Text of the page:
Take the 2-minute tour ×
Stack Overflow is a question and answer site for professional and enthusiast programmers. It's 100% free, no registration required.

I am creating a UDP packet to configure a GPS modem in java. One of the sections of the packet is a phone number and I have been given the follow information:

The Phone number is 64 bits.

Byte 7 is = 0x00 (big endian).

Bytes 4-6 = area code (little endian).

Bytes 0-3 = other digits (little endian).

What I have done so far:

The Phone number is : 123 4567890 I converted the byte sections into hex: 123 = 0x00007B 4567890 = 0x0045B352

    ByteBuffer UDPConfigModem = ByteBuffer.allocate(8);

    byte areaCode1 = (0x00007B >> 8) & 0xFF;
    byte areaCode2 = (0x00007B >> 16) & 0xFF;

    UDPConfigModem.putInt((byte) 0x0045B352).order(ByteOrder.LITTLE_ENDIAN);
    UDPConfigModem.put((byte) areaCode2).order(ByteOrder.LITTLE_ENDIAN);
    UDPConfigModem.put((byte) areaCode1).order(ByteOrder.LITTLE_ENDIAN);
    UDPConfigModem.put((byte) 0x00007B).order(ByteOrder.LITTLE_ENDIAN);     
    UDPConfigModem.put((byte) 0x00);

Because the other digits requires 4 bytes I just used a putInt and ordered the bytes, I am pretty sure that is not the problem.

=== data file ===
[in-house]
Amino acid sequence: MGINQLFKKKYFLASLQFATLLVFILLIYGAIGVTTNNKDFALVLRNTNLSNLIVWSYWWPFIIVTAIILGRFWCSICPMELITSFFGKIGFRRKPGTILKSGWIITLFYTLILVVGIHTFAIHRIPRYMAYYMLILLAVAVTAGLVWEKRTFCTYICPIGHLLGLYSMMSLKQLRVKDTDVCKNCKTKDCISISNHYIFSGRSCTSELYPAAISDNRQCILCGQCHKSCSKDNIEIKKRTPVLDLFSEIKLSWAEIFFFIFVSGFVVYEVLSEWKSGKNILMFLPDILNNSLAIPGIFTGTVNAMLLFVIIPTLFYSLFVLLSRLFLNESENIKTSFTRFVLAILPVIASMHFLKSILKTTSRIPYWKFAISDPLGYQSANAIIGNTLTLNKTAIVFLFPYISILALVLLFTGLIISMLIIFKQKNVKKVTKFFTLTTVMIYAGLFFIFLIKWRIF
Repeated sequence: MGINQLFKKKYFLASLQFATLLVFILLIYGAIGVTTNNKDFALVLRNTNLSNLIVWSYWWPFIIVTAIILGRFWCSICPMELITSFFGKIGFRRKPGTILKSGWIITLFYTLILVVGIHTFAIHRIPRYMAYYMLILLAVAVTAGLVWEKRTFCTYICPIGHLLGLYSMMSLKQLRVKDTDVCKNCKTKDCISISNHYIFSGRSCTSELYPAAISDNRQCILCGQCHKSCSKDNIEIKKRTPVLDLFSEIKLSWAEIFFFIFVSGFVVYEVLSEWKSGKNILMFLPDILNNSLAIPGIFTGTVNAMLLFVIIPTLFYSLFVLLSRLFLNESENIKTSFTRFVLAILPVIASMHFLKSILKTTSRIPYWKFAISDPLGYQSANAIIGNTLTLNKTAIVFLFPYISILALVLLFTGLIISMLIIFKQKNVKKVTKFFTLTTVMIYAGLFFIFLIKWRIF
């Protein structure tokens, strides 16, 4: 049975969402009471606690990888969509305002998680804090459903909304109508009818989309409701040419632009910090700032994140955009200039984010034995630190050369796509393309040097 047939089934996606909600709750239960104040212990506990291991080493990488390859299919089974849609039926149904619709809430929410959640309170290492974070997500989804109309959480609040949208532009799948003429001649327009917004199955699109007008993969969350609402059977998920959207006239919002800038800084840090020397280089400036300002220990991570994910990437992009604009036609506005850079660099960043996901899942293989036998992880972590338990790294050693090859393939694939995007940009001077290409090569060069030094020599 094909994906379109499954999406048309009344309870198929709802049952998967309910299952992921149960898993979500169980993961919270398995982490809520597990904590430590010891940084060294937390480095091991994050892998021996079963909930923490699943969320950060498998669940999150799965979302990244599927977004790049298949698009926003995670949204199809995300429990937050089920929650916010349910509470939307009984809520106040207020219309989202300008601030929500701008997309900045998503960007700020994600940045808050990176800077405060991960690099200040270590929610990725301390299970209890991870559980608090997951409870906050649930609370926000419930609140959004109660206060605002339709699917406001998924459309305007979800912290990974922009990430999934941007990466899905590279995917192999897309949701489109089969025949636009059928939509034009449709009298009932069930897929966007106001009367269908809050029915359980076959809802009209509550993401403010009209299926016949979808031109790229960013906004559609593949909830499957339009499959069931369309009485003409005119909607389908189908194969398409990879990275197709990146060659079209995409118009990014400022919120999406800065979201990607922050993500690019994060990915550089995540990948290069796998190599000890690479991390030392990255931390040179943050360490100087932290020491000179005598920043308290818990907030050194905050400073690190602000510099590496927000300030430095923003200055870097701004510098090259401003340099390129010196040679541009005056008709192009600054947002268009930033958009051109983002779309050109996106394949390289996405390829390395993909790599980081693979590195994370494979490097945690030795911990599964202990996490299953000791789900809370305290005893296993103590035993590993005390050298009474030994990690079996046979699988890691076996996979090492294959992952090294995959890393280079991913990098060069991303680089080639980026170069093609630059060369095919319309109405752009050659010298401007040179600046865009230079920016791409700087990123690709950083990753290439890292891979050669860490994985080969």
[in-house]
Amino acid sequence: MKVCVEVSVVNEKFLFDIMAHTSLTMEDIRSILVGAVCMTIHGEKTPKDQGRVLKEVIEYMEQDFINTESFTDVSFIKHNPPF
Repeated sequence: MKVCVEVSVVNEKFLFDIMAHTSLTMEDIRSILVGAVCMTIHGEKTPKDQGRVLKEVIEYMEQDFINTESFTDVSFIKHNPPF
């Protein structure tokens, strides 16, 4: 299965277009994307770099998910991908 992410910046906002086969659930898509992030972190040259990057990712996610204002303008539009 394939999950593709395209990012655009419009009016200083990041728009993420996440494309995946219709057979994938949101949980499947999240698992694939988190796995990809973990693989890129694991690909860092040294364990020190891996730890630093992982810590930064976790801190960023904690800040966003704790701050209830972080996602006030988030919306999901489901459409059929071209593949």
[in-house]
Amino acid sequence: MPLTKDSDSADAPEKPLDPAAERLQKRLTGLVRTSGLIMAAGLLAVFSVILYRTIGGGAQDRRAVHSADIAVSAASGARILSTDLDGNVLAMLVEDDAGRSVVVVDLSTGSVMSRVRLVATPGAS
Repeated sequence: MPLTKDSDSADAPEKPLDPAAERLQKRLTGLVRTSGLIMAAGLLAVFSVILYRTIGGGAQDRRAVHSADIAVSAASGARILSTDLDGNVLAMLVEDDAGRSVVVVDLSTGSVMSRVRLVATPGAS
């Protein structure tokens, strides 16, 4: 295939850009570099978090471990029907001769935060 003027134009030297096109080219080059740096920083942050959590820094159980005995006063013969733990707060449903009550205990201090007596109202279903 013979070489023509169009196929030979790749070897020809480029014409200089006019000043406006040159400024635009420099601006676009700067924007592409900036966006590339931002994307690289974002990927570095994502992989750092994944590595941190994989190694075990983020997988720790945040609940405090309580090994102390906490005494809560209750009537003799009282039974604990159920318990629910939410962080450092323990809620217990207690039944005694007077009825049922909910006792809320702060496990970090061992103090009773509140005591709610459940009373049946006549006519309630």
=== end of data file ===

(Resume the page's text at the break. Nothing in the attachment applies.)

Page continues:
The area code requires 3 bytes and there isn't a variable that I know of that has that, so I read up on bit shifting and used the logic from How do I convert a 24-bit integer into a 3-byte array? to shift it. This is where I believe my problem is.

Byte 7 is pretty straight forward.

I should be getting a response back from the modem if the phone number is sent correctly, but when monitoring it on wire shark I see the packet send but no response is sent back.

I was wondering if you guys could see any errors or better ways to go about this?

Thanks.

share|improve this question
    
UDPConfigModem is my ByteBuffer variable, made an edit to code to show that. and it started out as method but when I changed it over to a ByteBuffer I based UDP as an acronym. Would udpConfigModem be the right way then? –  Peerkon Aug 14 '12 at 16:25

1 Answer 1

up vote 1 down vote accepted

Your code is confusing. A byte isn't little or big endian. Endianness only applies to a sequence of bytes representing a larger number such as an Integer. .order on ByteBuffer swaps the entire buffer which isn't what you want.

putInt((byte) 0x0045B352) isn't going to work - you'll probably just get the lower byte of that integer. I suggest you use this answer http://stackoverflow.com/a/4378416/116509 and put the bytes in one-by-one (there should be no reason to use a cast).

share|improve this answer
    
doesn't ".order(ByteOrder.LITTLE_ENDIAN)" at the end of an individual byte just changed the order of bits within that byte? –  Peerkon Aug 14 '12 at 16:29
    
No, like I said, bytes aren't endian. –  artbristol Aug 14 '12 at 16:38
    
With the structure of the packet will that work? having the area code in 3 bytes and the rest of the number in 4 bytes? –  Peerkon Aug 14 '12 at 16:54
    
Sorry, misunderstood the format. See updated answer. –  artbristol Aug 14 '12 at 17:20
    
That makes sense, thanks. –  Peerkon Aug 14 '12 at 17:46

Your Answer

 
discard

By posting your answer, you agree to the privacy policy and terms of service.

Not the answer you're looking for? Browse other questions tagged or ask your own question.